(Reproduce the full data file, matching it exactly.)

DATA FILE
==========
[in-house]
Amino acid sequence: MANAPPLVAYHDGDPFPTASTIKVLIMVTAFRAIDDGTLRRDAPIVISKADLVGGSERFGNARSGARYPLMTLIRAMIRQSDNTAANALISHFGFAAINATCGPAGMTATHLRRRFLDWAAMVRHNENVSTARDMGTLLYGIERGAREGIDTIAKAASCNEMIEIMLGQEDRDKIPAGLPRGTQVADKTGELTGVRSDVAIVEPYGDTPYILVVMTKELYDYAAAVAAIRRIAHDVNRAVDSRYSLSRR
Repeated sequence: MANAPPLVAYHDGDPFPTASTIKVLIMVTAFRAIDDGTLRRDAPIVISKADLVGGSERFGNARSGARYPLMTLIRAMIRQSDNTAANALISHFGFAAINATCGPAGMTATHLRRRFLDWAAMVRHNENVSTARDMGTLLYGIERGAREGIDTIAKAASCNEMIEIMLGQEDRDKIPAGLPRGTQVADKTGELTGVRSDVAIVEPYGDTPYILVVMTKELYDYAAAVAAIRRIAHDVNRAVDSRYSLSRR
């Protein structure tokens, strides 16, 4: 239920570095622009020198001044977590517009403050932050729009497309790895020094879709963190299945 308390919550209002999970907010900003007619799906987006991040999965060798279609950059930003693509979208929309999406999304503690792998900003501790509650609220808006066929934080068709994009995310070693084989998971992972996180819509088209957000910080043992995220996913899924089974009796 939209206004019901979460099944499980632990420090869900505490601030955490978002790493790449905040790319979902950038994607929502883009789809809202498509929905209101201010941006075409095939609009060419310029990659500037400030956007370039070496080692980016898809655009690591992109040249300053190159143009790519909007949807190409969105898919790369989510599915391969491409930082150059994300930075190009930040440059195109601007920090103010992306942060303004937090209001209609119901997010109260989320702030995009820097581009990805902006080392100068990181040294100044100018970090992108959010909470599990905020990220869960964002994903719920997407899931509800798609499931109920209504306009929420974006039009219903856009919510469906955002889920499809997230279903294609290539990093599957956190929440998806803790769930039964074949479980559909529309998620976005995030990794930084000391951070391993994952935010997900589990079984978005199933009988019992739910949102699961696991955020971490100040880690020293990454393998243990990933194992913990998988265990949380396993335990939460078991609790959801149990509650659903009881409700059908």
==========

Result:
[in-house]
Amino acid sequence: MANAPPLVAYHDGDPFPTASTIKVLIMVTAFRAIDDGTLRRDAPIVISKADLVGGSERFGNARSGARYPLMTLIRAMIRQSDNTAANALISHFGFAAINATCGPAGMTATHLRRRFLDWAAMVRHNENVSTARDMGTLLYGIERGAREGIDTIAKAASCNEMIEIMLGQEDRDKIPAGLPRGTQVADKTGELTGVRSDVAIVEPYGDTPYILVVMTKELYDYAAAVAAIRRIAHDVNRAVDSRYSLSRR
Repeated sequence: MANAPPLVAYHDGDPFPTASTIKVLIMVTAFRAIDDGTLRRDAPIVISKADLVGGSERFGNARSGARYPLMTLIRAMIRQSDNTAANALISHFGFAAINATCGPAGMTATHLRRRFLDWAAMVRHNENVSTARDMGTLLYGIERGAREGIDTIAKAASCNEMIEIMLGQEDRDKIPAGLPRGTQVADKTGELTGVRSDVAIVEPYGDTPYILVVMTKELYDYAAAVAAIRRIAHDVNRAVDSRYSLSRR
């Protein structure tokens, strides 16, 4: 239920570095622009020198001044977590517009403050932050729009497309790895020094879709963190299945 308390919550209002999970907010900003007619799906987006991040999965060798279609950059930003693509979208929309999406999304503690792998900003501790509650609220808006066929934080068709994009995310070693084989998971992972996180819509088209957000910080043992995220996913899924089974009796 939209206004019901979460099944499980632990420090869900505490601030955490978002790493790449905040790319979902950038994607929502883009789809809202498509929905209101201010941006075409095939609009060419310029990659500037400030956007370039070496080692980016898809655009690591992109040249300053190159143009790519909007949807190409969105898919790369989510599915391969491409930082150059994300930075190009930040440059195109601007920090103010992306942060303004937090209001209609119901997010109260989320702030995009820097581009990805902006080392100068990181040294100044100018970090992108959010909470599990905020990220869960964002994903719920997407899931509800798609499931109920209504306009929420974006039009219903856009919510469906955002889920499809997230279903294609290539990093599957956190929440998806803790769930039964074949479980559909529309998620976005995030990794930084000391951070391993994952935010997900589990079984978005199933009988019992739910949102699961696991955020971490100040880690020293990454393998243990990933194992913990998988265990949380396993335990939460078991609790959801149990509650659903009881409700059908």